India, Australia collaborate for key mineral projects

Investments under the partnership will seek to build new supply chains underpinned by critical minerals processed in Australia…reports Asian Lite News

Working towards investment in critical mineral projects, including lithium, to develop supply chains between the two countries, India and Australia held bilateral talks on Friday.

The Union Minister for Coal, Mines and Parliamentary Affairs, Pralhad Joshi, and Minister for Resources and Northern Australia, Madeleine King, announced the partnership and have identified five target projects (two lithium and three cobalt) on which to undertake detailed due diligence.

Ministers from the two countries have also agreed to deepen cooperation and extend their existing commitments to the India-Australia Critical Minerals Investment Partnership.

Investments under the partnership will seek to build new supply chains underpinned by critical minerals processed in Australia, that will help India’s plans to lower emissions from its electricity network and become a global manufacturing hub, including for electric vehicles.

“The partnership between India’s Khanij Bidesh India Ltd (KABIL) and CMO Australia has reached the first milestone in a short span of one year from signing of the MoU in March 2022 between both the organisations,” said Joshi.

Minister King said India’s goals to lower carbon emissions and boost electric vehicle production presents great opportunities and prospects for Australia’s critical minerals sector, renewable exports and building stronger supply chains.

“Working together, both the nations are committed to reduce emissions, guarantee energy security and diversify global markets for critical minerals and clean technologies,” the Minister added.

Australia produces nearly half of the world’s lithium, is the second-largest producer of cobalt and the fourth-largest producer of rare earth elements. With the expected increase in global demand for low-emissions technologies over the next three decades, this partnership will go a long way towards securing mutually beneficial critical mineral supply chains.

Union Minister Joshi visited Western Australia in 2022 and toured Tianqi Lithium Energy’s Kwinana lithium hydroxide refinery.

The partnership on critical minerals has taken further momentum after the visit of Minister Joshi to Western Australia.

Indian, Australian flag.

India-Australia to finalise economic cooperation agreement

During the meeting of joint ministerial commission between Union Commerce and Industry Minister Piyush Goyal and his Australian counterpart Don Farrell on Saturday, both India and Australia have committed to conclude the negotiations for expanding the scope of existing free trade agreement by the end of 2023. Both countries also decided to aim to push bilateral trade to USD 100 billion.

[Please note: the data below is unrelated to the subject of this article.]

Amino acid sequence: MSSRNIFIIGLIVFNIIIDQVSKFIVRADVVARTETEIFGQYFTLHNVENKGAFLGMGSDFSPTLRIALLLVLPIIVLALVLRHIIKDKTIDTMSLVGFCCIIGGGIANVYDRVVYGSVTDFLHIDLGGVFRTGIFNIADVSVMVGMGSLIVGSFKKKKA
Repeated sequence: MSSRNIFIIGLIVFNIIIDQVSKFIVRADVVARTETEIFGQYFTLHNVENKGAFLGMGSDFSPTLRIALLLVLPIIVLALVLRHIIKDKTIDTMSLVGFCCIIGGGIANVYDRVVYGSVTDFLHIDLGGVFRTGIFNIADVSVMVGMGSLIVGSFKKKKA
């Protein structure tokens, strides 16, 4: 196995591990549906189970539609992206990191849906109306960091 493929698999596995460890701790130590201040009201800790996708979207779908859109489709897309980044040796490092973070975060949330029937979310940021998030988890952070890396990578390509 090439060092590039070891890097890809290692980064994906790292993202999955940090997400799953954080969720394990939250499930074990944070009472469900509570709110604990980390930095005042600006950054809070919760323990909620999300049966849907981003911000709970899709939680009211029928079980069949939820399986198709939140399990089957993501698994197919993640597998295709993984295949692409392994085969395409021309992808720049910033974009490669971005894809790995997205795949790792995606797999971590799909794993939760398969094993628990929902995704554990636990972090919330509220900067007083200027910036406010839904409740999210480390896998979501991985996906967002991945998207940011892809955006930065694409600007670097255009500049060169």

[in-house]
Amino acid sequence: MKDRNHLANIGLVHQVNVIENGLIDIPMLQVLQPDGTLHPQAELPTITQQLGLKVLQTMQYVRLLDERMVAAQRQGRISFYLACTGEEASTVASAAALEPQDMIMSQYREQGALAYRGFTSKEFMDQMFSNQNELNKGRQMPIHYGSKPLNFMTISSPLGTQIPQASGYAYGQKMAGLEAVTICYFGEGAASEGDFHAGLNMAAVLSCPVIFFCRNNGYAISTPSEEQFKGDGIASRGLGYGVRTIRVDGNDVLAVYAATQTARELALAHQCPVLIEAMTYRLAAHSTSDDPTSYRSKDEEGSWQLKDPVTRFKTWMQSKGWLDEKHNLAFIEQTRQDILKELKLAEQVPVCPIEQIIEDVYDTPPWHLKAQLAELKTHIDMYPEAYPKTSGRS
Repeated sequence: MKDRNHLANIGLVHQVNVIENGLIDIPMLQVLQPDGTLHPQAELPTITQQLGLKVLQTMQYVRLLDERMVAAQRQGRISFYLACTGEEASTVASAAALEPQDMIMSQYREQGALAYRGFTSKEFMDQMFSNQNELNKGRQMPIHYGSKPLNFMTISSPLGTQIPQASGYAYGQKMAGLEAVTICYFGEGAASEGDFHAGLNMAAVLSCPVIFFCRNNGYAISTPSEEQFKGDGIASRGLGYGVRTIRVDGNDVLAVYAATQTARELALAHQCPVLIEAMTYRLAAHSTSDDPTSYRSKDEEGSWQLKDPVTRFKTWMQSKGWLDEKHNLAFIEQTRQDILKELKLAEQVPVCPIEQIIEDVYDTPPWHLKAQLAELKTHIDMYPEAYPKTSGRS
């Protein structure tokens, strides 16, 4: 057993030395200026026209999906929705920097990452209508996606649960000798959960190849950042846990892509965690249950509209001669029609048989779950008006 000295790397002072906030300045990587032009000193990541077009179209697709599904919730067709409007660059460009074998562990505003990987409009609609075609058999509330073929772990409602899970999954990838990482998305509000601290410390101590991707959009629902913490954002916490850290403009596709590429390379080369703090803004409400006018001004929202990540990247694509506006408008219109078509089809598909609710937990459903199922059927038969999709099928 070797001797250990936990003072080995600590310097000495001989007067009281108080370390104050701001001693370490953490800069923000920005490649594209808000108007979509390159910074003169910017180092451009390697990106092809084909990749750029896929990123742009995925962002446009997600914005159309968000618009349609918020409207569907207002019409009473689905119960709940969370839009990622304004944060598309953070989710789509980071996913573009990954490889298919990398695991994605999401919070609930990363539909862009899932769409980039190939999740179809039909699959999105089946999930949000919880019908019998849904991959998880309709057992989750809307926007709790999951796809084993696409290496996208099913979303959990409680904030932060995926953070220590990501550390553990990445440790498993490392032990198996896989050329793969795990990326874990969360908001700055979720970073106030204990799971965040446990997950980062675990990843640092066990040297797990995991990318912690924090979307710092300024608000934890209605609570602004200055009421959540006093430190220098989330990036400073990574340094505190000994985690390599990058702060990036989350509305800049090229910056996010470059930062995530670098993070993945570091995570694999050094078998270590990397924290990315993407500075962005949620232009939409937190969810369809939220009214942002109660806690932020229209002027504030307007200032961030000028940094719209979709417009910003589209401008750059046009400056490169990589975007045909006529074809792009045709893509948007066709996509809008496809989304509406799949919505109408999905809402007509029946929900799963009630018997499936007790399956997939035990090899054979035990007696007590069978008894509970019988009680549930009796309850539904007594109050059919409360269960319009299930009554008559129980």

Australia’s Minister for Trade and Tourism Don Farrell, who is accompanying Australian Prime Minister Anthony Albanese on an official visit here in New Delhi, said that the two countries “can achieve” this target. Last year, on December 29, India and Australia implemented an economic cooperation and trade agreement (ECTA) and are now negotiating to expand its scope for a comprehensive economic cooperation agreement (CECA).

“ECTA was the first stage of our economic engagement. We are now entering into phase-2 of our discussions where we are looking at much wider ambit of subjects and taking this into a CECA,” Goyal told reporters during a joint press conference here.

Both the ministers have expressed “unhappiness” towards the trade negotiators and said they “will be much more ambitious and aim for a USD 100-billion trade between the two economies”, he said.

Farrell said that the two countries “can achieve” this target.

On the deadline to conclude the CECA negotiations, Goyal said that though anything done with a deadline is always “dangerous” as “you may land up making mistakes”, but “we” must do things fast.

Both the trade ministers, he said, are committed to speed up the negotiations.

Both the prime ministers have “collectively tasked us to work towards closing the CECA negotiations within this calender year. We would love to do that. We would work to engage in a same spirit as ECTA and hope for quick outcomes without compromising on its quality,” Goyal added.

He also said that “we are very very dissatisfied” with the USD 30-billion bilateral trade and the officials of India and Australia have kept a target of USD 45-50 billion in the next five years.

Goyal said huge opportunities are there to increase cooperation in areas like education, technology, audio-video services and sports.

While Australia has some “very” fine technologies, best of education institutes and sports, India can offer in terms of its talent pool, manufacturing base and startup ecosystem, he said.

On increasing agri trade with Australia, the Indian commerce minister said that there are several areas of mutual interest, which are under consideration of agriculture ministries of both sides to resolve sanitary and phyto-sanitary (related with plans and animals) problems.

After the first India-Australia summit talks here on March 10 on a range of key issues, Albanese has said that both countries are looking at firming up the ambitious CECA by 2023 while a joint statement mentioned that the two prime ministers tasked the concerned officials to expedite the conclusion of a Migration and Mobility Partnership Arrangement (MMPA) within the next three months.

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